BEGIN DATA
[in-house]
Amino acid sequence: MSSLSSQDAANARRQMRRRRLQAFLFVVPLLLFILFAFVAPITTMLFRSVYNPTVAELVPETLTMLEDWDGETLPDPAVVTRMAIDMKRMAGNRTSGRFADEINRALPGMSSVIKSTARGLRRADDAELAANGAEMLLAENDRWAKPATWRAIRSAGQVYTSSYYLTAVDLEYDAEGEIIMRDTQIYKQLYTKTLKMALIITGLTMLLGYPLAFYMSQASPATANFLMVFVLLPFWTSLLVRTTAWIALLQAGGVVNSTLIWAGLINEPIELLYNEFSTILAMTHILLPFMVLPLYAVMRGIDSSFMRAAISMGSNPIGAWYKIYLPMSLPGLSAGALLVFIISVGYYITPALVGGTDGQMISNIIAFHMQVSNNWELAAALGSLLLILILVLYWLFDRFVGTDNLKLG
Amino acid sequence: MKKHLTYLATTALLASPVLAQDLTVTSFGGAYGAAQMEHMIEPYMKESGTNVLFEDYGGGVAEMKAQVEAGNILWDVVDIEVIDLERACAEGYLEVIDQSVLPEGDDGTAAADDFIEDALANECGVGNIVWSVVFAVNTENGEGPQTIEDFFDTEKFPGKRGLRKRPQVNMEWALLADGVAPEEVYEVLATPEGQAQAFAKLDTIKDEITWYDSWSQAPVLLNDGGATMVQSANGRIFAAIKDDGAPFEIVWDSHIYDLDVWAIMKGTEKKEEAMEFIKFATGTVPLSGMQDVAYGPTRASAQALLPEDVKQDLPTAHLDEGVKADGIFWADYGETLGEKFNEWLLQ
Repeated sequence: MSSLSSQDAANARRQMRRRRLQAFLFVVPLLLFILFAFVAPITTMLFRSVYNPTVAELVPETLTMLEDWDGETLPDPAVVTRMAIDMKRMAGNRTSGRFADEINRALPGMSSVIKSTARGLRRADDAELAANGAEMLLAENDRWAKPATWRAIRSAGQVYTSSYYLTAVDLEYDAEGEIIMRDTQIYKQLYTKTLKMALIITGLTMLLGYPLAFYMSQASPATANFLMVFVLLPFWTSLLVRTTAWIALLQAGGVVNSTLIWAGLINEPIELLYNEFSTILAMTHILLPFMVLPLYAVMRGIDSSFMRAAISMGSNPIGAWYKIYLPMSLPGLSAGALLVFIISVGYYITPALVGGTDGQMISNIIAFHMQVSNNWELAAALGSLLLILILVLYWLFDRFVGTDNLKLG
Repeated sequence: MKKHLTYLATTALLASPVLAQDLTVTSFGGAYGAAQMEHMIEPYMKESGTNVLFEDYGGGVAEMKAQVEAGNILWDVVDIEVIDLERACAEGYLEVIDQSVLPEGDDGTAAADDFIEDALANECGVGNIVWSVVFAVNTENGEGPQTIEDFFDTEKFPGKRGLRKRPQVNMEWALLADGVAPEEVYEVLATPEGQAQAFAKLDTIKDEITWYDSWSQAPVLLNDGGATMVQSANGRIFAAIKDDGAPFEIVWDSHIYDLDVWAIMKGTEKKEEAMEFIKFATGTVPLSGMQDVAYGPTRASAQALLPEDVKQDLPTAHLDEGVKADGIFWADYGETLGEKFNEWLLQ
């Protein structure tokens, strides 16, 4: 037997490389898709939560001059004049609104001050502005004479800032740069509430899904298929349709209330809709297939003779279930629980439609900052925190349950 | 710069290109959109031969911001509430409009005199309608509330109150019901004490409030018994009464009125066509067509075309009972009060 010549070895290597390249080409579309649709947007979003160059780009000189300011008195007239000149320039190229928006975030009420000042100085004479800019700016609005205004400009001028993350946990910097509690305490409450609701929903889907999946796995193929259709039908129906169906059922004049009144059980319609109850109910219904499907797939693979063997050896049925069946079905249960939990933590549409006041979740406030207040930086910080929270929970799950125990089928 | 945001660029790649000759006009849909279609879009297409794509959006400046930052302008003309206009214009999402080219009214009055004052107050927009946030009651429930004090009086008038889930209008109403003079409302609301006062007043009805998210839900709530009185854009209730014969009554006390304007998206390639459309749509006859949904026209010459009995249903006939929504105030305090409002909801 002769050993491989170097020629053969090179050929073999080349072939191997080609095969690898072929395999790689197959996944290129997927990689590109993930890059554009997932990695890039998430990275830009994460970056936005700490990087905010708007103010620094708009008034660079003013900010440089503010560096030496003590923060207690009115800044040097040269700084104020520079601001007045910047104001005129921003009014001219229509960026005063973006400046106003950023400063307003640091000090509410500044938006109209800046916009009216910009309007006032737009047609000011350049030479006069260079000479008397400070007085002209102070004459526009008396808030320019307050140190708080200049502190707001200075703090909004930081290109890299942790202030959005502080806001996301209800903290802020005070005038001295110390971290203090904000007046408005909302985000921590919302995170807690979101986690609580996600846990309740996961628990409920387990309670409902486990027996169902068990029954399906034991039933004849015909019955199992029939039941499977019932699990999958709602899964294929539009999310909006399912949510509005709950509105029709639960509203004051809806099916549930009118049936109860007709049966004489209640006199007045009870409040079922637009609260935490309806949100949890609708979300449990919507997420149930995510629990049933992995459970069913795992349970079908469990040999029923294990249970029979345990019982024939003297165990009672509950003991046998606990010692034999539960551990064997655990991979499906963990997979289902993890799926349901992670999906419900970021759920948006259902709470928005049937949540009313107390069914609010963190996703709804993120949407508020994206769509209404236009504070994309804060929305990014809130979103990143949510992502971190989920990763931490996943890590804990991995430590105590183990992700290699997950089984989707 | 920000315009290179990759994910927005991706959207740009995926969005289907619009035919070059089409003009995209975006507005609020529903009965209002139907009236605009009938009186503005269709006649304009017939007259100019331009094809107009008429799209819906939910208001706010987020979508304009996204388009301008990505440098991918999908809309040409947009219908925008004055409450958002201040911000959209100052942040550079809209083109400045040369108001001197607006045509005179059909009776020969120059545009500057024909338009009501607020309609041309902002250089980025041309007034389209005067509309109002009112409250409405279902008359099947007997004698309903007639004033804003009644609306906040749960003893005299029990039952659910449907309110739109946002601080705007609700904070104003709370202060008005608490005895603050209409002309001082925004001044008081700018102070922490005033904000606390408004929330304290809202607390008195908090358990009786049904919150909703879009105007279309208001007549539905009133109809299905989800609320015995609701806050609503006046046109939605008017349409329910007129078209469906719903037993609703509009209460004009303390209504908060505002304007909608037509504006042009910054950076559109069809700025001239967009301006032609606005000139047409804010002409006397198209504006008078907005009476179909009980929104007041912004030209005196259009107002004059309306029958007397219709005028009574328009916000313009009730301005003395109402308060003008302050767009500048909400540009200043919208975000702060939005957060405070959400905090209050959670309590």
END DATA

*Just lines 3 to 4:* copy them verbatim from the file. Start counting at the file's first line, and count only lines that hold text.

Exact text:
Amino acid sequence: MKKHLTYLATTALLASPVLAQDLTVTSFGGAYGAAQMEHMIEPYMKESGTNVLFEDYGGGVAEMKAQVEAGNILWDVVDIEVIDLERACAEGYLEVIDQSVLPEGDDGTAAADDFIEDALANECGVGNIVWSVVFAVNTENGEGPQTIEDFFDTEKFPGKRGLRKRPQVNMEWALLADGVAPEEVYEVLATPEGQAQAFAKLDTIKDEITWYDSWSQAPVLLNDGGATMVQSANGRIFAAIKDDGAPFEIVWDSHIYDLDVWAIMKGTEKKEEAMEFIKFATGTVPLSGMQDVAYGPTRASAQALLPEDVKQDLPTAHLDEGVKADGIFWADYGETLGEKFNEWLLQ
Repeated sequence: MSSLSSQDAANARRQMRRRRLQAFLFVVPLLLFILFAFVAPITTMLFRSVYNPTVAELVPETLTMLEDWDGETLPDPAVVTRMAIDMKRMAGNRTSGRFADEINRALPGMSSVIKSTARGLRRADDAELAANGAEMLLAENDRWAKPATWRAIRSAGQVYTSSYYLTAVDLEYDAEGEIIMRDTQIYKQLYTKTLKMALIITGLTMLLGYPLAFYMSQASPATANFLMVFVLLPFWTSLLVRTTAWIALLQAGGVVNSTLIWAGLINEPIELLYNEFSTILAMTHILLPFMVLPLYAVMRGIDSSFMRAAISMGSNPIGAWYKIYLPMSLPGLSAGALLVFIISVGYYITPALVGGTDGQMISNIIAFHMQVSNNWELAAALGSLLLILILVLYWLFDRFVGTDNLKLG